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MUSESEEKER's Photo MUSESEEKER Posts: 24
1/17/10 10:46 A

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This is why I eat only grass-fed beef and other naturally raised and fed (antibiotic-free, hormone-free) meat from local farmers. As morbid as it is, I like your reference to coffins as "your compost bin." LOL

 
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1/16/10 8:08 A

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I use paper bags and paper napkins from takeout that seem to come my way for absorbing fat but I rarely fry.

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TRILLIANTOO's Photo TRILLIANTOO SparkPoints: (40,742)
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1/14/10 3:39 P

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CLEANING THE HOUSE WITH PAPER TOWELS????? Seriously?

Wow.

We use paper towels only for the heavy grease like bacon or beef, but we rarely use that. I haven't had bacon now in about 3 years. I use the vegi bacon when I want bacon. And for the times I want ground beef I pour the fat into a can and then throw it out, and run hot water in it down the drain. Sometimes I wipe it out.

But for housecleaning and wiping down counters, and for napkins I use rags or dishcloths. For cleaning windows newspaper is better, so I use the newspaper-type magazines after I've read them.

On my own I probably go through one roll of paper towels in about 2 years.

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MAINEROCKS's Photo MAINEROCKS Posts: 7,195
1/12/10 10:27 A

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Along the same lines, I once read that human bodies are decomposing at a remarkably lower rate due to all the preservatives we consume in a lifetime.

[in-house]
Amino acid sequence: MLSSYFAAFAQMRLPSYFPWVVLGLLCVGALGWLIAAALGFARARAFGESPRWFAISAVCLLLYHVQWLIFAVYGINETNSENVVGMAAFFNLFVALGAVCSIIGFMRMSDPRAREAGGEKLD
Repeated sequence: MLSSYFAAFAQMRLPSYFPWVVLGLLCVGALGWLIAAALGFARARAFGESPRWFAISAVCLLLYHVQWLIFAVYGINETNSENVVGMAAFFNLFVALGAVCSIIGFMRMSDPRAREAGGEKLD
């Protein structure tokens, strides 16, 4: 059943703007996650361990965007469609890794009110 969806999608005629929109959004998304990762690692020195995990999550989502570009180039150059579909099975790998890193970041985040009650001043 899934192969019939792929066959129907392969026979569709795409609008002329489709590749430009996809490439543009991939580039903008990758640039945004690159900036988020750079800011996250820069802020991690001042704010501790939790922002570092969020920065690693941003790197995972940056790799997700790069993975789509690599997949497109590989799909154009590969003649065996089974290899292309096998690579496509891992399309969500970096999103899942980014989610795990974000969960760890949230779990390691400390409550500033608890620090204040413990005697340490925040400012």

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SALDRU's Photo SALDRU SparkPoints: (0)
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1/12/10 7:57 A

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Gross!

ERIS23's Photo ERIS23 Posts: 516
1/11/10 5:51 P

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Well largely it depends on the meat you eat. Let me tell you a little story to explain why. I used to work with a farmer at the farmers market who sells meat. His meat is grass fed and the area that he farms in has a great mobile processing unit that comes by to do the slaughtering right on the farm and then takes the meat away for cutting into steaks and such. It's a much more humane process for the animals and helps insure that when you buy meat from this farmer it really is the meat from his farm.

One day the USDA wanted to see this processing truck (it was the first of it's kind in the country) so they brought a cow from another traditional (read: not grass fed) farm to his farm for processing as he had no animals ready for slaughter. Now normally he takes the offal from his cows and puts it into the compost pile for his farm. It decomposes completely within a week or two. So of course without thinking he did the same thing with the offal from this non grass fed cow. Can you guess what happened? That's right, it didn't decompose. Not ever. In about 9 months he had to actually dig the stuff out of the pile and throw it in the garbage.

Now just imagine what that stuff is doing inside of you! So there's your answer. If your meat won't decompose or digest inside of you it won't in your compost bin either without a heck of a lot of really high temperatures. If it will break down in you it'll be fine in your compost bin.

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SALDRU's Photo SALDRU SparkPoints: (0)
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1/11/10 5:08 P

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I don't use paper towels but it's mostly because I'm cheap. I think rags & sponges work great. Plus, now they have sponges made from recycled stuff. YAY!

PETUNIAPIG's Photo PETUNIAPIG Posts: 428
1/11/10 4:55 P

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I mainly use my paper towels for post-meal cleanup or, as someone else mentioned, to soak up the fat from greasy foods (e.g. bacon). So, even with the meat fat or other residue such as chicken "goo", it is compost-able? I thought it was a no-no to have animal products such as meat/fat in your composting bin. Is that not the case?
I use Green Works all-purpose cleaner to clean up my kitchen countertops - would that be ok in my bin?